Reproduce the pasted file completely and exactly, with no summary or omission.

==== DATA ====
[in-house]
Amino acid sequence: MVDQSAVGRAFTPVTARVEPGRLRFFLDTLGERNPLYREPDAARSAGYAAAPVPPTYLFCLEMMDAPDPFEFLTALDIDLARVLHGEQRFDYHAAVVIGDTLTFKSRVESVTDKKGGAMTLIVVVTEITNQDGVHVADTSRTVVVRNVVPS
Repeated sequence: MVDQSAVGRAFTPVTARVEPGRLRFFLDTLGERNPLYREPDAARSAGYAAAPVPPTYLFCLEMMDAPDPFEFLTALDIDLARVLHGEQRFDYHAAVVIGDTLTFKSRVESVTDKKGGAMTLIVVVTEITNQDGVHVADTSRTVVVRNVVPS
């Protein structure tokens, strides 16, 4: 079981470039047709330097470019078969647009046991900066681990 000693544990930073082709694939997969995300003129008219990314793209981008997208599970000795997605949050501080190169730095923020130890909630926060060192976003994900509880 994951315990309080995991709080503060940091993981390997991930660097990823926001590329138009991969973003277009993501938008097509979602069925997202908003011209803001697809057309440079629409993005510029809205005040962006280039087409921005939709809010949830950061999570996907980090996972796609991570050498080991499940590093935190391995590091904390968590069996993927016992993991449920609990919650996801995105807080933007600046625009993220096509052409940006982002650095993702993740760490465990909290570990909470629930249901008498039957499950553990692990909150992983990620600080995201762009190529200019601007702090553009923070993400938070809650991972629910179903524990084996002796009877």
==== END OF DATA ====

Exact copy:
[in-house]
Amino acid sequence: MVDQSAVGRAFTPVTARVEPGRLRFFLDTLGERNPLYREPDAARSAGYAAAPVPPTYLFCLEMMDAPDPFEFLTALDIDLARVLHGEQRFDYHAAVVIGDTLTFKSRVESVTDKKGGAMTLIVVVTEITNQDGVHVADTSRTVVVRNVVPS
Repeated sequence: MVDQSAVGRAFTPVTARVEPGRLRFFLDTLGERNPLYREPDAARSAGYAAAPVPPTYLFCLEMMDAPDPFEFLTALDIDLARVLHGEQRFDYHAAVVIGDTLTFKSRVESVTDKKGGAMTLIVVVTEITNQDGVHVADTSRTVVVRNVVPS
């Protein structure tokens, strides 16, 4: 079981470039047709330097470019078969647009046991900066681990 000693544990930073082709694939997969995300003129008219990314793209981008997208599970000795997605949050501080190169730095923020130890909630926060060192976003994900509880 994951315990309080995991709080503060940091993981390997991930660097990823926001590329138009991969973003277009993501938008097509979602069925997202908003011209803001697809057309440079629409993005510029809205005040962006280039087409921005939709809010949830950061999570996907980090996972796609991570050498080991499940590093935190391995590091904390968590069996993927016992993991449920609990919650996801995105807080933007600046625009993220096509052409940006982002650095993702993740760490465990909290570990909470629930249901008498039957499950553990692990909150992983990620600080995201762009190529200019601007702090553009923070993400938070809650991972629910179903524990084996002796009877």